Below is reviews of the Third Edition of Volume I.
For Reviews of the First Edition of Volume I, see THIS LINK.
For Reviews of the Second Edition of Volume I, see THIS LINK.
For Reviews of the First Edition of Volume II, see THIS LINK.
For Reviews of the Second Edition of Volume II, see THIS LINK.
3. An Introduction to Probability Theory and its Applications Volume 1 (3rd edition) (1968), by William Feller.
Technometrics 11 (2) (1969), 405.
It should not be necessary to describe in detail the contents of this book - except insofar as it differs from that of the previous edition - since, without a doubt, virtually every reader of this review either owns or has seen a copy. Nevertheless, it seems like a good idea to be reminded of the enormous significance of Feller's book to the development and application of probability theory during the past eighteen years, and of the book's continuing usefulness - to mathematician and non-mathematician alike - even today when so many "specialized works streamlined for particular needs" (as Feller says) are available. Nowadays nearly all the formal material can be found elsewhere, often in more suitable form. But only Feller's book "operates" on so many levels simultaneously. Most of the others are more or less merely textbooks. Feller's book is really a "happening."
3.2. Review by: H Kesten.
SIAM Review 11 (1) (1969), 96.
The appearance of the third edition of this well-known book not long after the second edition became available as a paperback attests to the popularity of this book. This popularity is well deserved, since there are few other books which give the reader so clear an impression of the beauty and excitement of probability theory. The author also takes pain to show by means of examples how the theory can be applied or was stimulated by practical problems. To be sure, this first volume is an "elementary" textbook, restricted to discrete variables, which does not take the reader to present-day research, but it is ideally suited to get the students interested in the field. One should not under- estimate, however, the amount and depth of material in the book. Even though almost self-contained (e.g., Stirling's formula is proved from scratch) the book covers the author's elegant theory of recurrent events and uses it to derive the most important theorems on Markov chains (countable state space and discrete time parameter). In addition there is always Volume 2 to learn about continuous distributions (and a great deal more). The difference between this edition and the second is not great. ... The present edition has almost 50 pages more than the second edition.
3.3. Review by: K Krickeberg.
Revue de l'Institut International de Statistique / Review of the International Statistical Institute 37 (1) (1969), 106.
Feller's book is so well-known that a review of its third edition should confine itself to the changes from the second. There are many minor changes, testifying to a careful revision and adaptation to recent developments including additional references and new applications; for example, the calculation of the expectation in the problem of Banach's match boxes has been transferred to the problem section, and replaced by an elementary statistical application of the concept of expectation in biology. There are, however, many major changes as well. ... The book has gained considerably by streamlining without losing any of its original character, its charm and usefulness, its clarity and its diversity in mathematical and applied respects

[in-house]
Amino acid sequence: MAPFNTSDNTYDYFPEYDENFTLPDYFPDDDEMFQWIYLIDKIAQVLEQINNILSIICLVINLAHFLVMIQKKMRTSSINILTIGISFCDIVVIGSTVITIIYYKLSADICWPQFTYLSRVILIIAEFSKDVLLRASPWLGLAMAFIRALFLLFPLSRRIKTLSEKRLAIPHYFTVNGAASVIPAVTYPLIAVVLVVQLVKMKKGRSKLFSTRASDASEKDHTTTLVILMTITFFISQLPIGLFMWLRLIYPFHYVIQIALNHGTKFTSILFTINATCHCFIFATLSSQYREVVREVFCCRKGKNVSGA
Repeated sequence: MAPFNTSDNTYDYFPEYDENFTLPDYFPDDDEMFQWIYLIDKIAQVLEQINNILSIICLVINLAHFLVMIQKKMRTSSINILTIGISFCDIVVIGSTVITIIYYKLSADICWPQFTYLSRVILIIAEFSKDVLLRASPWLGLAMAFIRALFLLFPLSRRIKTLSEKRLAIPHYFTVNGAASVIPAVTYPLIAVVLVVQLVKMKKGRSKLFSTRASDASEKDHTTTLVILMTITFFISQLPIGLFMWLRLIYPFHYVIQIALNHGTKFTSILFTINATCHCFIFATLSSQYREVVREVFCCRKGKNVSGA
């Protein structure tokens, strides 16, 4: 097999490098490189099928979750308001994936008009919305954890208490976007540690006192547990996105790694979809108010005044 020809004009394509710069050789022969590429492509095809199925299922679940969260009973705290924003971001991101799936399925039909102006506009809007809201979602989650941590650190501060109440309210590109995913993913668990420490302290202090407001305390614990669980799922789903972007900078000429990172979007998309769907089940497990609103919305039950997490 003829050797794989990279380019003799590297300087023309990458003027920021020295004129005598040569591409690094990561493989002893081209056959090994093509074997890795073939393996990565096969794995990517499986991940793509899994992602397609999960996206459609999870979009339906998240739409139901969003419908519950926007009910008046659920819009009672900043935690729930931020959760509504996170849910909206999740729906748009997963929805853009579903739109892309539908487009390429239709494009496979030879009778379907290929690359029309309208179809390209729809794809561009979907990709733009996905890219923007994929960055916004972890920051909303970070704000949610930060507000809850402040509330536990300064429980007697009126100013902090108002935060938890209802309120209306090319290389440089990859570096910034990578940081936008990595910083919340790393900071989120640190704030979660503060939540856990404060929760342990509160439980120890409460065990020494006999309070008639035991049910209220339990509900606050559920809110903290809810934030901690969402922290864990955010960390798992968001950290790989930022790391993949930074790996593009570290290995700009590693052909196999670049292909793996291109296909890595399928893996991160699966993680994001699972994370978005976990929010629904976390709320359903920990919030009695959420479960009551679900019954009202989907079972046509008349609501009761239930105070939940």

3.4. Review by: David W Miller.
Management Science 14 (10, Application Series) (1968), B633-B634.
Every field has its grand masters and certainly Professor Feller is one of the grand masters of probability theory. But not every field can boast that one of its grand masters is simultaneously a master expositor. This is surely true of Professor Feller and the result is this great book, one of the classics of applied mathematics of this century. The first edition of this book in 1950 revolutionized the current conception of probability theory. That conception was that probability theory was a somewhat esoteric subject which was typified by complex combinatorial arguments applied to made-up problems of dubious interest. With this book Professor Feller opened whole new vistas and demonstrated the underlying unity of probabilistic methods in his innumerable fascinating applications. A whole generation of quantitatively oriented persons responded by spending untold hours in self-study programs with this book. Solving the problems in Feller became the hobby of a remarkably large number of people. The contemporary efflorescence of probability theory is due, in large measure, to Professor Feller's book. ... This third edition has some remarkable simplifications ... This book remains far and away the best single book on probability theory. Quantitative analysts cannot afford to be without it because they will use it all the time. But regardless of use, this masterpiece should be read for the delight of it. What comparable intellectual pleasures can the world afford?
3.5. Review by: Charles J Stone.
Journal of the American Statistical Association 64 (328) (1969), 1676.
There are a number of significant changes in Feller's excellent and unique introduction to probability theory. The character of the book, however, remains faithful to the original edition.
3.6. Review by: J G Wendel.
Mathematical Reviews MR0228020 (37 #3604).
All probabilists will welcome the latest edition of this classic book. While preserving the unique flavour of the former editions the author has improved the treatment of many topics. Thus, Chapter III on fluctuations in coin tossing has been completely rewritten; the treatment of the De Moivre-Laplace limit theorem, Chapter VII, has been revised; and the material on branching processes has been expanded.